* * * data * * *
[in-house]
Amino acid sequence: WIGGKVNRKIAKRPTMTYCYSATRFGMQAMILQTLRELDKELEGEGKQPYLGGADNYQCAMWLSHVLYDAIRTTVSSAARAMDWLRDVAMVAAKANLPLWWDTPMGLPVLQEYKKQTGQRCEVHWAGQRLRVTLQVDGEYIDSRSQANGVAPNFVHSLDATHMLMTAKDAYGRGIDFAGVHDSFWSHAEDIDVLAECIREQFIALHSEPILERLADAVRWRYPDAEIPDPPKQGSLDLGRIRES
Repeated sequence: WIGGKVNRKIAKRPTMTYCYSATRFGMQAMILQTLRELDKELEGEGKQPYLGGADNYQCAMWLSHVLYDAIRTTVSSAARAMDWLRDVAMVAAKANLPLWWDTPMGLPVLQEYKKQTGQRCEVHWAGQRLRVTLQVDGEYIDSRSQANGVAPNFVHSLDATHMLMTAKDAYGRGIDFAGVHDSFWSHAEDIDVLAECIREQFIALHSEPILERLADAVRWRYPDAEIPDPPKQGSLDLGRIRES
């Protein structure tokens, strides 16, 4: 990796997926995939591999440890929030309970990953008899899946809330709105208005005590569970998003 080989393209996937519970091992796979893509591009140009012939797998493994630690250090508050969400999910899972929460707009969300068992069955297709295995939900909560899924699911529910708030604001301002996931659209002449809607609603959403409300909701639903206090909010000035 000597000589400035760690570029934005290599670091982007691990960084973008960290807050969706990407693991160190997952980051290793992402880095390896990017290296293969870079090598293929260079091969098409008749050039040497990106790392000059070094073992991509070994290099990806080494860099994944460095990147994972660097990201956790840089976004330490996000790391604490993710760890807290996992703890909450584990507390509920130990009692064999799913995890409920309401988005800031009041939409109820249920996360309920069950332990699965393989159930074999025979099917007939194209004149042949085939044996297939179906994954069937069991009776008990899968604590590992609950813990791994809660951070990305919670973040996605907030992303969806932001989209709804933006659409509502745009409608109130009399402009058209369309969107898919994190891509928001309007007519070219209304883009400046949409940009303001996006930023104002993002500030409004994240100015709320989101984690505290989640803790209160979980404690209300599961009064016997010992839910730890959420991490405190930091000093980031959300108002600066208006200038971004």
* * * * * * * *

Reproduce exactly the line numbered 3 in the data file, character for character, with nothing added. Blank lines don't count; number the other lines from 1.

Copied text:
Repeated sequence: WIGGKVNRKIAKRPTMTYCYSATRFGMQAMILQTLRELDKELEGEGKQPYLGGADNYQCAMWLSHVLYDAIRTTVSSAARAMDWLRDVAMVAAKANLPLWWDTPMGLPVLQEYKKQTGQRCEVHWAGQRLRVTLQVDGEYIDSRSQANGVAPNFVHSLDATHMLMTAKDAYGRGIDFAGVHDSFWSHAEDIDVLAECIREQFIALHSEPILERLADAVRWRYPDAEIPDPPKQGSLDLGRIRES